Clackmannan Tower (9) by arjayempee
Clackmannan Tower (9), a photo by arjayempee on Flickr.

1. Why is the motto of Clackmannanshire “Look aboot ye”? The story goes that when Robert the Bruce was visiting the area (Clackmanan Tower was once the property of the Bruce family) he lost a glove while out hunting. It is not clear whether this strange motto was said by the king or to the king, but one story goes that, not one to let a good glove go to waste, he sent one of the party back for it saying, “Look aboot ye.” The other story is that the king asked where his glove had gone and some witty person replied, “Look aboot ye.” Whatever the true tale, this phrase now makes a tidy slogan to bring in tourists.

River Devon by B4bees
River Devon, a photo by B4bees on Flickr.

2. “How pleasant the banks of the clear winding Devon, / With green spreading bushes and flow’rs blooming fair! / But the boniest flow’r on the banks of the Devon / Was once a sweet bud on the braes of the Ayr.” Scotland’s own poet, “Rabbie Burns”, wrote these words after a visit to the wee county. Read the full song here.

3. In 1563 Mary, Queen of Scots attended a wedding at Castle Campbell in Dollar Glen. And the truly amazing part? We’re still talking about it in 2012.

Double rainbow by delphwynd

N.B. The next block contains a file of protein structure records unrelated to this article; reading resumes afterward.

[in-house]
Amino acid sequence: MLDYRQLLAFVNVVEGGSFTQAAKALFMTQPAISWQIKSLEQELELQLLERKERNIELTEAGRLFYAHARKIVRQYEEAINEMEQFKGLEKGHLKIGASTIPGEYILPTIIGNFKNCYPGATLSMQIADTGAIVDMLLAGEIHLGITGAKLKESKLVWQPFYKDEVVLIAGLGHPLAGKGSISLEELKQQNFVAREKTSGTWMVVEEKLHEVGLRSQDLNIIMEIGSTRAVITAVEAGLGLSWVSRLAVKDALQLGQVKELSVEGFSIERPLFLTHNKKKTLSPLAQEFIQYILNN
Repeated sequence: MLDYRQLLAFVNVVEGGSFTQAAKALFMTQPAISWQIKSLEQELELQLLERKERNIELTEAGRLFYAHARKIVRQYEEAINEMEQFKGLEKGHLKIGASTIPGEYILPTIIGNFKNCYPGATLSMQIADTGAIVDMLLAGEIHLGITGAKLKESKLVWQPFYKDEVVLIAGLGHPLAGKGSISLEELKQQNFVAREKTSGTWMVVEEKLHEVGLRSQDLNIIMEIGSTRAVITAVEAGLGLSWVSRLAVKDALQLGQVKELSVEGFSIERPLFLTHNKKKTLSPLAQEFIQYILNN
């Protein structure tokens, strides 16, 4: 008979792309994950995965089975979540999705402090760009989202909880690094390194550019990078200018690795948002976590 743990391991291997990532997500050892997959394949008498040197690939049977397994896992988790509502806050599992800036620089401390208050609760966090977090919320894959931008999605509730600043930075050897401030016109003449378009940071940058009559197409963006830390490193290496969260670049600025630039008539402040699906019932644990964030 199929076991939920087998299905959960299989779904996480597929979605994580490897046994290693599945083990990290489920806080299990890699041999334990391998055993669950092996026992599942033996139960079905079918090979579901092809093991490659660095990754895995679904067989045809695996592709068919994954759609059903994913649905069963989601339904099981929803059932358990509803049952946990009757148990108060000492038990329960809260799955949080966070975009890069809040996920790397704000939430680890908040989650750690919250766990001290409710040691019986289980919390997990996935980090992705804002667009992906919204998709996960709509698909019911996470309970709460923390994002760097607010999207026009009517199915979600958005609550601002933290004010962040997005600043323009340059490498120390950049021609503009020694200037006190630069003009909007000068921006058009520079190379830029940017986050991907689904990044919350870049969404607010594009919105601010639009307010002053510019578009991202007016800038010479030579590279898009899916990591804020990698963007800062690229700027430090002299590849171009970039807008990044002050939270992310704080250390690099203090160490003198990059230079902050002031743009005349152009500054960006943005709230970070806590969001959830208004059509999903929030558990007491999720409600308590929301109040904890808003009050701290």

Double rainbow, a photo by delphwynd on Flickr.

4. The town of Alloa was once a famous brewing center, home to at least nine breweries which brewed all manner of ales and “Graham’s Golden Lager”. Today only one brewery remains, Williams Brothers.

Sopwith Camel (Replica) by Armchair Aviator
Sopwith Camel (Replica), a photo by Armchair Aviator on Flickr.

7. Do you have fond memories of Snoopy hunting downt he Red Baron in his trust Sopwith Camel? During WWI there was an aircraft factory near Alloa Harbour that built real Sopwith Camels, and during WWII a local engineering company made parts for planes and submarines.

Heather Ale, a photo by Dick Edie on Flickr.

8. If you’re in this part of the world long enough you’ll probably hear about Fraoch Heather Ale. It is produced in Alloa by the aforesaid Williams Brothers and it is unique in that it is brewed, not with hops, but with heather flowers. This is a prehistoric recipe, a tradition handed down for hundreds of generations, and is probably the oldest style of ale in the world that can still be purchased at random Whole Foods stores. Read a detailed appearance/smell/taste/mouthfeel report here, buy your own, or–if you’ve got some heather tips and Irish moss on hand–make your own!


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Written by Abigail Young

I've had a passion for everything British my entire life, despite being raised as a small-town girl in the American Midwest, After years of dreaming, I got the chance to live and work in England for an entire year. Now I write about my favorite country, and hopefully inspire my fellow Britophiles to get over there and experience it for themselves.

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